Coming off its roughest week of the season, Indiana women’s basketball spent time regrouping.
The Hoosiers suffered two losses in a seven-day span at the end of February and beginning of March, after dropping just one prior game all season. And it left IU with over a week until Selection Sunday, and two weeks until its next game.
So the Hoosiers went back to the drawing board. They crumbled against Ohio State’s press defense in the Big Ten Tournament semifinals, and knew that required attention. And now, they finally had time to address it.
And Indiana needed to recover from a grind of a Big Ten season. By the time they got back from Minneapolis, some players were not at full strength physically, and more were less than 100 percent mentally.
That time could benefit the Hoosiers as they embark on an NCAA Tournament unlike any other in program history.
“I think we’ve all just been really trying to get healthy, feeling good again. That Big Ten season is no joke,” All-American forward Mackenzie Holmes said. “Afterward, I think we all just kind of took a deep breath and tried to get ourselves feeling good again.”
Indiana earned a No. 1 seed in the NCAA Tournament for the first time in program history. IU is No. 2 overall in the field, behind only undefeated South Carolina. The Hoosiers begin March Madness on Saturday at 11:30 a.m. ET (ESPN2) against the winner of a First Four battle between No. 16 seeds Tennessee Tech and Monmouth. Only one No. 1 seed has ever lost to a No. 16 seed in the women’s tournament.
Upon advancing, IU would play the victor between No. 8 Oklahoma State and No. 9 Miami (Fla.). Wins by the Hoosiers and Cowgirls would set up a showdown between IU’s Yarden Garzon and her sister Lior.
The Hoosiers have spent much of the season near the top of the polls. They’ve had plenty of time to process the significance of being one of the best teams in the country. But that’s different than seeing IU earn a No. 1 seed in the NCAA Tournament.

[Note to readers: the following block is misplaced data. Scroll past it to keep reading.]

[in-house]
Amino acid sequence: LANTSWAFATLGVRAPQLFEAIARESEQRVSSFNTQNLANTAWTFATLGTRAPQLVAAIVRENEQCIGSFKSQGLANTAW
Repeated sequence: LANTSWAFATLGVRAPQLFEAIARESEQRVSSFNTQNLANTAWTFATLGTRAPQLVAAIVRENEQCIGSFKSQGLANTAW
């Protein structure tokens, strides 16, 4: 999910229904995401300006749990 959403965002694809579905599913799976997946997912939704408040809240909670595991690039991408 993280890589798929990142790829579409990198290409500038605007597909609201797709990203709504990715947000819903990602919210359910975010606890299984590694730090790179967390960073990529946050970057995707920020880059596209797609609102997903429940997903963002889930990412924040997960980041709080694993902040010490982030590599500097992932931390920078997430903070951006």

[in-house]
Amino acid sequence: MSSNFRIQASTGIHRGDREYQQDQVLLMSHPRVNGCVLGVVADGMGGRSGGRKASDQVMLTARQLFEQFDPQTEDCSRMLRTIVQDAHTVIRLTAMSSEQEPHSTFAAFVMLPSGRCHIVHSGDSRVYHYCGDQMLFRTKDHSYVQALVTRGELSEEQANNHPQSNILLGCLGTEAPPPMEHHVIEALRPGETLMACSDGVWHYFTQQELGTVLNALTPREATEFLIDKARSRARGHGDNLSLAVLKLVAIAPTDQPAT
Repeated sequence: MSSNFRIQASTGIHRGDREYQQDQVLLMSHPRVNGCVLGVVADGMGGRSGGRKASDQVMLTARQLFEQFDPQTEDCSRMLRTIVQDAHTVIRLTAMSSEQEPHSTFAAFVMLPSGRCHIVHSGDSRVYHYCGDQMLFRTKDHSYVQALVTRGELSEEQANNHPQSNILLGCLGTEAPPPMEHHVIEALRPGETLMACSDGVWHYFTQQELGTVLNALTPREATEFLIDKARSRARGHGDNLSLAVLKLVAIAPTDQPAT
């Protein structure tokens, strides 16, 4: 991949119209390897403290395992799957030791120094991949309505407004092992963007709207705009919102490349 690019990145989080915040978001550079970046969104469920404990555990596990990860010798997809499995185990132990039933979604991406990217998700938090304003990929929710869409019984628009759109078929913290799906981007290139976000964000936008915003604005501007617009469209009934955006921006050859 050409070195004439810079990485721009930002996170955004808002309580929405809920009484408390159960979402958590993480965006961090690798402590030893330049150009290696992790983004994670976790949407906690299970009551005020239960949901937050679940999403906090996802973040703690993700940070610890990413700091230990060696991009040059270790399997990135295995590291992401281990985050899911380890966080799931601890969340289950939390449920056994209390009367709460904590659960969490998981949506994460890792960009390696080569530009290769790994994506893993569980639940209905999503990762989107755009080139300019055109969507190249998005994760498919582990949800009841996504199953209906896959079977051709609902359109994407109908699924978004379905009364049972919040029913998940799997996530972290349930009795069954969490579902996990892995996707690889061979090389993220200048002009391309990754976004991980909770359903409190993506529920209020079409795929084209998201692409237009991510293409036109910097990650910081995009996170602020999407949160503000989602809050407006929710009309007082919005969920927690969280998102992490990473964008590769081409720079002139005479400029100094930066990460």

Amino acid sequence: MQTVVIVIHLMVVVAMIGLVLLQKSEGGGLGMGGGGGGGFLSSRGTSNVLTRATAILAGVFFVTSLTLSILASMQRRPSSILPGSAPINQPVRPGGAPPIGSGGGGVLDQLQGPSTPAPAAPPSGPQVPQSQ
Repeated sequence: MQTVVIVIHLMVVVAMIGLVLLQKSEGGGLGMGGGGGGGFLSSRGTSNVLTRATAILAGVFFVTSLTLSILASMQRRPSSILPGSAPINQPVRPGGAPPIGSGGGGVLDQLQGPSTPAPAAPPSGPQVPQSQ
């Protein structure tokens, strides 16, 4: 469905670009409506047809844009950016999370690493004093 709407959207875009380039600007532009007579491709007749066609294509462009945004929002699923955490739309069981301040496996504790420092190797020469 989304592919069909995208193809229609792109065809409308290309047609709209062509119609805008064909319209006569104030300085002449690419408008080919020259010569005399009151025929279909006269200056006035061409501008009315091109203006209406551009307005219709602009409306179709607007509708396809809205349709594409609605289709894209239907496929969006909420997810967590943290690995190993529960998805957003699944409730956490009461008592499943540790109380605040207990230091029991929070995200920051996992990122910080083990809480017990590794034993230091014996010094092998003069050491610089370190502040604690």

When that came up on the Selection Show, the team stood and cheered.
“We had a pretty good idea that we’d be, probably, a one seed. But I think to actually see it on the big screen, that No. 1 next to our name, it’s something that looking back on it, I might not have thought was possible,” Berger said. “It’s really special to see where we came from when I first got here in 2018 to where we are now. It’s definitely one of those moments where it kind of feels surreal.”
Reaching a third straight Sweet 16 would, again, be a big deal for this program. And in many ways, this season has already been successful regardless of what happens in the tournament. But after getting in such an advantageous position, IU’s barometer for March success will depend on an even deeper run.
Indiana’s path to Dallas isn’t easy. But it’s never easy at this time of year, and it could have been much worse.
IU should be a heavy favorite in both of the first two rounds in Bloomington, and then could see bigger tests in the Sweet 16 or Elite Eight. Utah and LSU carry gaudy records into the tournament, but also have flaws on their resumes — and IU would only have to play one of them, or Big Ten foe Michigan, barring another challenger rising up. Villanova has the country’s leading scorer, Maddy Siegrist, but the Hoosiers have played plenty of other top talents in conference play.
Five Thirty Eight gives Indiana a 54 percent chance of reaching the Final Four. LSU, the No. 3 seed, is second in those ratings at 25 percent.
Indiana, after a dominant season, is rightfully favored to get to its first Final Four. IU head coach Teri Moren doesn’t let her players get swept up in the moment, whether positive or negative, and it’s unlikely she’d allow them to look too far ahead.
But the Hoosiers haven’t been shy about their lofty goals this year, of winning a conference title, reaching a Final Four, and playing for a national title. And Moren thinks her team is capable of making it happen.
“I’ve always said this about this group, because of the balance, because of the talent, because of their competitiveness, how businesslike they approach each game, that the sky’s the limit,” IU head coach Teri Moren said. “They can accomplish whatever they set their minds to. Our job as coaches and our staff, we just try to help them and prepare them as well as we can. But ultimately, we know that the resume that we put together is because of the players that compete in between the lines. They’re responsible for the No. 1 seed.”
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